Pen and brown ink with brown wash on tinted beige paper
200 x 275 mm. (8 x 10 in.)
Domenico Piola was the leading artist in Genoa in the second half of the seventeenth century. From a family of artists who would dominate the art of that city until 1768, Piola developed his highly popular fresco style largely from Castiglione and Castello, his immediate artistic predecessors. He was also a prolific draughtsman, and his many designs for book illustrations and academic frontispieces promoted his work throughout Europe. The elements of Castigliones work that Piola absorbed led to the undulating figures, streamlined twisting draperies and diagonal composition that typify his drawing style. Piola and his son-in-law, Gregorio de Ferrari, created a bold decorative idiom that provided Genoa with a late Baroque style that rivaled the activity of contemporary Rome.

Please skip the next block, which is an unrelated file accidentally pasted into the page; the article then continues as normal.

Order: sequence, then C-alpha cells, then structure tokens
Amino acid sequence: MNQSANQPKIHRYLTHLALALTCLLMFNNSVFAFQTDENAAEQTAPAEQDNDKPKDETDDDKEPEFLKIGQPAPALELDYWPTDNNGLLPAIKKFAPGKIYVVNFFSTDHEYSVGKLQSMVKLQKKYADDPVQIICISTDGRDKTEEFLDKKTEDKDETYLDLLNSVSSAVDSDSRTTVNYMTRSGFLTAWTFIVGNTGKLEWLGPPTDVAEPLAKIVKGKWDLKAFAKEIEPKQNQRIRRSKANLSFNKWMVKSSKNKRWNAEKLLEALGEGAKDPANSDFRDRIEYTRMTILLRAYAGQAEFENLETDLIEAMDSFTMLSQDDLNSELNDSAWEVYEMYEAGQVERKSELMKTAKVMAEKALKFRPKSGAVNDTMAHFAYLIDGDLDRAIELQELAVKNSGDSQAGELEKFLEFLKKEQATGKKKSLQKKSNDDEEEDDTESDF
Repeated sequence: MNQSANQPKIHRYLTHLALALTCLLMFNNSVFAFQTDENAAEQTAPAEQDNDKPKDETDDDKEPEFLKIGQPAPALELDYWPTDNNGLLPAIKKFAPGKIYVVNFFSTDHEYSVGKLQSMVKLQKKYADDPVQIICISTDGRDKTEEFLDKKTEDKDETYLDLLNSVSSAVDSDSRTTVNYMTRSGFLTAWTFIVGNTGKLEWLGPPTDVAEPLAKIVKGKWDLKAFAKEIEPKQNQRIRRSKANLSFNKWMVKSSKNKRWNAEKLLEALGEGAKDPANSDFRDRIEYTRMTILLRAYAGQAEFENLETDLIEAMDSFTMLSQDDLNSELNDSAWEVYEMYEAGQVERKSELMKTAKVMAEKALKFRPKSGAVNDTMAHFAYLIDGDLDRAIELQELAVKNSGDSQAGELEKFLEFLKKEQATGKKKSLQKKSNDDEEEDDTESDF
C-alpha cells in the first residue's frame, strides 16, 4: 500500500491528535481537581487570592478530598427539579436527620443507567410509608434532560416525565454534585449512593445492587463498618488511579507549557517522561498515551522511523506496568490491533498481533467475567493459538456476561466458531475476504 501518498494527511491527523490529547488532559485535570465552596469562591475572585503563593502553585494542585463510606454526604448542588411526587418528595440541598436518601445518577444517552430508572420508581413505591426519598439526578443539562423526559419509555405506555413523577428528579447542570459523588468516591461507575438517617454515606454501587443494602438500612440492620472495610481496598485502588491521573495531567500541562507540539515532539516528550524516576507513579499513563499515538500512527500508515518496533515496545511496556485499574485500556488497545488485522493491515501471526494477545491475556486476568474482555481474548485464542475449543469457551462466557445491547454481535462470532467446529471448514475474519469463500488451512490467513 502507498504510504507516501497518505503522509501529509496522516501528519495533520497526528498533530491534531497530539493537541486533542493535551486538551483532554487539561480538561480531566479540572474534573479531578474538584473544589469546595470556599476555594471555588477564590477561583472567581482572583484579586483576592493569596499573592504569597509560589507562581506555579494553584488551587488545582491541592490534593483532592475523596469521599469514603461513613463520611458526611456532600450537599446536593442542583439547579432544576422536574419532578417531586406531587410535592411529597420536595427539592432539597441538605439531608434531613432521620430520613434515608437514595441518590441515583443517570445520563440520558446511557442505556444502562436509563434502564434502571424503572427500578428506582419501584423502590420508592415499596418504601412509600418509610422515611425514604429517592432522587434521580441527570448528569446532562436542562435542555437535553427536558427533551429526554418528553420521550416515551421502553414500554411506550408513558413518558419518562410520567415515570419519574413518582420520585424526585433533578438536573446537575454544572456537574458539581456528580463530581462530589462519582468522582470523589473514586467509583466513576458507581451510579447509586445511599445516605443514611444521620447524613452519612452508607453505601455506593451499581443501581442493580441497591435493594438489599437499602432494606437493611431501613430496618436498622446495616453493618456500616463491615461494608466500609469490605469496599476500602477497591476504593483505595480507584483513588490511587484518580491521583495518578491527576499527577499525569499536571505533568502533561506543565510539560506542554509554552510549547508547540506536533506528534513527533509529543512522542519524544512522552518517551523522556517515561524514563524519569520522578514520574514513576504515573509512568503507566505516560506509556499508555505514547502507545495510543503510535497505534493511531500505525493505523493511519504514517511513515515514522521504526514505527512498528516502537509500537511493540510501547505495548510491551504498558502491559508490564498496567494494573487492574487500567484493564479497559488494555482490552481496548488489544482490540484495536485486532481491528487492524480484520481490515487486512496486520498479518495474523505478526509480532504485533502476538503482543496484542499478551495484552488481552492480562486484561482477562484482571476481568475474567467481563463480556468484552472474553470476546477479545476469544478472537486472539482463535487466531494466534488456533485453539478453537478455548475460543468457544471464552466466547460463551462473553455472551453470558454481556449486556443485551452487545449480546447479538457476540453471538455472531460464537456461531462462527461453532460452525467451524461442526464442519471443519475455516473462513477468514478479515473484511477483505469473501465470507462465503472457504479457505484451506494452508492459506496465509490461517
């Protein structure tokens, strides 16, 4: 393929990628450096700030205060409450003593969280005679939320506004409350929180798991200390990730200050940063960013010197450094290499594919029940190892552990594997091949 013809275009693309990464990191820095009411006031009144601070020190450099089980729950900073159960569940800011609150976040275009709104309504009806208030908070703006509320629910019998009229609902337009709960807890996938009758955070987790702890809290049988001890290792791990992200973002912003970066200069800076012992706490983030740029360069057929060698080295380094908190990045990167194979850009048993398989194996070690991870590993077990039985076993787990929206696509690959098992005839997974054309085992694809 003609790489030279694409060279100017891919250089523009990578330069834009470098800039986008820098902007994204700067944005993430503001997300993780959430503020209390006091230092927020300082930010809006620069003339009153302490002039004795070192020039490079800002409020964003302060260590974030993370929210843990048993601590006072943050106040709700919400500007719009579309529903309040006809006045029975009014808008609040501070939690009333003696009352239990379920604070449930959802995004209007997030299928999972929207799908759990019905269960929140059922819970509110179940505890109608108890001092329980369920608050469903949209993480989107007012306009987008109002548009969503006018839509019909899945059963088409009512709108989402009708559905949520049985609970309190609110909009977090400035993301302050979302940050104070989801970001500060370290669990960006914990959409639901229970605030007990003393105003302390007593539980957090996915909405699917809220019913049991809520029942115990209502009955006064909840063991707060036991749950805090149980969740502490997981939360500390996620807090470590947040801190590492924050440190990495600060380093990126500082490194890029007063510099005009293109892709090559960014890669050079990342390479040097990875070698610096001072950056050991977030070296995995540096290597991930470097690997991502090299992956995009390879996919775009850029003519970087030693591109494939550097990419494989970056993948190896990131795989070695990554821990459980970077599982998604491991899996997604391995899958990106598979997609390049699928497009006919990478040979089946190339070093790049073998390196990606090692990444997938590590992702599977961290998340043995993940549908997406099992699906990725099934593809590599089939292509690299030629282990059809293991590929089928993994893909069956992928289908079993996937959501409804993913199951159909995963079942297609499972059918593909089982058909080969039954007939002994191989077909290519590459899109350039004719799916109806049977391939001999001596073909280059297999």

Our drawing of the Supper at Emmaus is a good example of Piolas draftsmanship. The dramatic yet well balanced composition of the drawing, with its characteristic butterscotch colored wash, suggests that it might have been a study for a painting. However, no such painting has been found to date. There is another possibly earlier drawing of the same subject from the Winthrop Newman collection. Note the masterful handling of the wash to create dramatic lighting on the face of Christ, and the numerous pentimenti seen in the hands as Piola worked to bring greater balance into the overall composition.